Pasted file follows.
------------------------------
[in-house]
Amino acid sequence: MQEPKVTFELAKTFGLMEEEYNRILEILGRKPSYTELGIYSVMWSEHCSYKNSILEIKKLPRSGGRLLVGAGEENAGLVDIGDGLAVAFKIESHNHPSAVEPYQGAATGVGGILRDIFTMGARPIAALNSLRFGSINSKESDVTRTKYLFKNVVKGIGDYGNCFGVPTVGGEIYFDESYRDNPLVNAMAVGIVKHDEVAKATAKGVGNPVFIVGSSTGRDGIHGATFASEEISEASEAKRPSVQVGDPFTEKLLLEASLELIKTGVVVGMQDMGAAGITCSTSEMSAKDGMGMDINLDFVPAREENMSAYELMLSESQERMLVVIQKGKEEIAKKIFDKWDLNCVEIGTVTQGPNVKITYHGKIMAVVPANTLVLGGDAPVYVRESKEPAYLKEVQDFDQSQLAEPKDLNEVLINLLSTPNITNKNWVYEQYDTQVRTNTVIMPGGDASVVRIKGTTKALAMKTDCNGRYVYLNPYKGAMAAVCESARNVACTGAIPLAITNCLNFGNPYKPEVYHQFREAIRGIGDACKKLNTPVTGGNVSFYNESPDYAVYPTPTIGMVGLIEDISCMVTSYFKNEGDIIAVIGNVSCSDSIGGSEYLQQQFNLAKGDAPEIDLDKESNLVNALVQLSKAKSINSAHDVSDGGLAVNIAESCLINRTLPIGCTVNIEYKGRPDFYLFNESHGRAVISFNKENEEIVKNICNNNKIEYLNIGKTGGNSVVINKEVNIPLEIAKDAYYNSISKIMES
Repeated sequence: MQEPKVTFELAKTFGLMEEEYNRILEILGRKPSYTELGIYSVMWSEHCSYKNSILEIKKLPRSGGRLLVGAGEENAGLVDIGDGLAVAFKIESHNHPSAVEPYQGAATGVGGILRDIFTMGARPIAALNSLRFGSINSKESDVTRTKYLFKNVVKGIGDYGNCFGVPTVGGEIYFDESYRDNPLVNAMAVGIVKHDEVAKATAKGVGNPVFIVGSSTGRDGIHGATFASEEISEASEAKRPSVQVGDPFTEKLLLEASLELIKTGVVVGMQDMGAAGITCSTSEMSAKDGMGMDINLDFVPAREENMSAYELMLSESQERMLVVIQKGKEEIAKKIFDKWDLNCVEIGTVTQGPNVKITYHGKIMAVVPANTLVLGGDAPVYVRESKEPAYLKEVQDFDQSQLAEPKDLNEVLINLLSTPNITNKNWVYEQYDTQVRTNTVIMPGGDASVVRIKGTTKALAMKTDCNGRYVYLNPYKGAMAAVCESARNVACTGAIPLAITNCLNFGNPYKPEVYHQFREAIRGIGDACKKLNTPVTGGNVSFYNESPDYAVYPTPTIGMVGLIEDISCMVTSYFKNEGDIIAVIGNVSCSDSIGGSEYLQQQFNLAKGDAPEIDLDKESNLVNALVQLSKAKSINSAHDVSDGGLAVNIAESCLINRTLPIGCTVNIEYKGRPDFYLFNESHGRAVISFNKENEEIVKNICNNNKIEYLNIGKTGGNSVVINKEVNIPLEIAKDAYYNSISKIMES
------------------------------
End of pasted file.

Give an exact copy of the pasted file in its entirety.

[in-house]
Amino acid sequence: MQEPKVTFELAKTFGLMEEEYNRILEILGRKPSYTELGIYSVMWSEHCSYKNSILEIKKLPRSGGRLLVGAGEENAGLVDIGDGLAVAFKIESHNHPSAVEPYQGAATGVGGILRDIFTMGARPIAALNSLRFGSINSKESDVTRTKYLFKNVVKGIGDYGNCFGVPTVGGEIYFDESYRDNPLVNAMAVGIVKHDEVAKATAKGVGNPVFIVGSSTGRDGIHGATFASEEISEASEAKRPSVQVGDPFTEKLLLEASLELIKTGVVVGMQDMGAAGITCSTSEMSAKDGMGMDINLDFVPAREENMSAYELMLSESQERMLVVIQKGKEEIAKKIFDKWDLNCVEIGTVTQGPNVKITYHGKIMAVVPANTLVLGGDAPVYVRESKEPAYLKEVQDFDQSQLAEPKDLNEVLINLLSTPNITNKNWVYEQYDTQVRTNTVIMPGGDASVVRIKGTTKALAMKTDCNGRYVYLNPYKGAMAAVCESARNVACTGAIPLAITNCLNFGNPYKPEVYHQFREAIRGIGDACKKLNTPVTGGNVSFYNESPDYAVYPTPTIGMVGLIEDISCMVTSYFKNEGDIIAVIGNVSCSDSIGGSEYLQQQFNLAKGDAPEIDLDKESNLVNALVQLSKAKSINSAHDVSDGGLAVNIAESCLINRTLPIGCTVNIEYKGRPDFYLFNESHGRAVISFNKENEEIVKNICNNNKIEYLNIGKTGGNSVVINKEVNIPLEIAKDAYYNSISKIMES
Repeated sequence: MQEPKVTFELAKTFGLMEEEYNRILEILGRKPSYTELGIYSVMWSEHCSYKNSILEIKKLPRSGGRLLVGAGEENAGLVDIGDGLAVAFKIESHNHPSAVEPYQGAATGVGGILRDIFTMGARPIAALNSLRFGSINSKESDVTRTKYLFKNVVKGIGDYGNCFGVPTVGGEIYFDESYRDNPLVNAMAVGIVKHDEVAKATAKGVGNPVFIVGSSTGRDGIHGATFASEEISEASEAKRPSVQVGDPFTEKLLLEASLELIKTGVVVGMQDMGAAGITCSTSEMSAKDGMGMDINLDFVPAREENMSAYELMLSESQERMLVVIQKGKEEIAKKIFDKWDLNCVEIGTVTQGPNVKITYHGKIMAVVPANTLVLGGDAPVYVRESKEPAYLKEVQDFDQSQLAEPKDLNEVLINLLSTPNITNKNWVYEQYDTQVRTNTVIMPGGDASVVRIKGTTKALAMKTDCNGRYVYLNPYKGAMAAVCESARNVACTGAIPLAITNCLNFGNPYKPEVYHQFREAIRGIGDACKKLNTPVTGGNVSFYNESPDYAVYPTPTIGMVGLIEDISCMVTSYFKNEGDIIAVIGNVSCSDSIGGSEYLQQQFNLAKGDAPEIDLDKESNLVNALVQLSKAKSINSAHDVSDGGLAVNIAESCLINRTLPIGCTVNIEYKGRPDFYLFNESHGRAVISFNKENEEIVKNICNNNKIEYLNIGKTGGNSVVINKEVNIPLEIAKDAYYNSISKIMES